CDC trims quarantine rules down from 14 to 7-10 days

New rule expected to ease financial strain, still slow spread

CDC trims quarantine rules down from 14 to 7-10 days
CDC trims quarantine rules down from 14 to 7-10 days

DETROIT – The Centers for Disease Control and Prevention reviewed and revised the recommended length of time necessary to quarantine after a coronavirus exposure.

Previously, if you were exposed to a person infected with SARS-CoV-2, the recommendation was that you quarantine for 14 days. That’s based on good evidence that most people will have developed symptoms by day 14 and, even if they don’t have symptoms, the risk of being infectious past day 14 is also low.

RELATED: CDC advisory panel to determine guidelines for who should be vaccinated for COVID-19 first when a vaccine is available

The problem is asking people to stay home for 14 days with a potential loss of income and all the inconveniences that quarantine brings creates a strong disincentive to report an exposure and abide by the recommendation.

The alternative the CDC is offering will hopefully maximize adherence and still reasonably minimize risk.

The change that the CDC announced Wednesday is that after an exposure, the recommended quarantine period would shorten to 10 days without testing and be reduced to 7 days if someone has a negative test.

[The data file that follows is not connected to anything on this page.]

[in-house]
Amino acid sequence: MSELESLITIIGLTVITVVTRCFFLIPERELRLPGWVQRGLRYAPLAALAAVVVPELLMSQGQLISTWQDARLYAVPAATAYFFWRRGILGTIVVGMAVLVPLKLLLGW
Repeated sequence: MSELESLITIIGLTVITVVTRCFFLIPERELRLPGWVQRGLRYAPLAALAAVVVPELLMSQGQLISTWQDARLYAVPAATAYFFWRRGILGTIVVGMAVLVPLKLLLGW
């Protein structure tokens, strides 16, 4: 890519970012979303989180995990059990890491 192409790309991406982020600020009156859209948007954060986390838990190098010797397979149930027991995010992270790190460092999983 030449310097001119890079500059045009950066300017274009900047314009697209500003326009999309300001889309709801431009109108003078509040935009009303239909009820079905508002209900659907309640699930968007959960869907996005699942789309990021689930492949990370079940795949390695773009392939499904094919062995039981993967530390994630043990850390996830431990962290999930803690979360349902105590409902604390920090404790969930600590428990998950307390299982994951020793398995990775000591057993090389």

However, the timing of the test from the day of exposure is important because the majority of people with COVID-19 will develop symptoms five days from the time they were exposed -- and testing in that timeframe has the highest yield.

There’s also good evidence that after seven days the infectiousness of a person begins to decline significantly and a 10-day quarantine would contain the majority of individuals who are infected.

“If you isolate for 10 days, the probability that you will start replicating the virus after that is about 1%,” said CDC director Dr. Robert Redfield. “So it’s a balance. It’s not that 14 days is bad, it’s just that’s how does society wants to balance it.”

And balance is the important point. Based on what we know, the CDC didn’t say that 14 days is wrong and they are still recommending it when possible.

Related: Will Michiganders be willing to get COVID-19 vaccine? Depends who you ask, study shows

Questions about coronavirus? Ask Dr. McGeorge

About the Authors: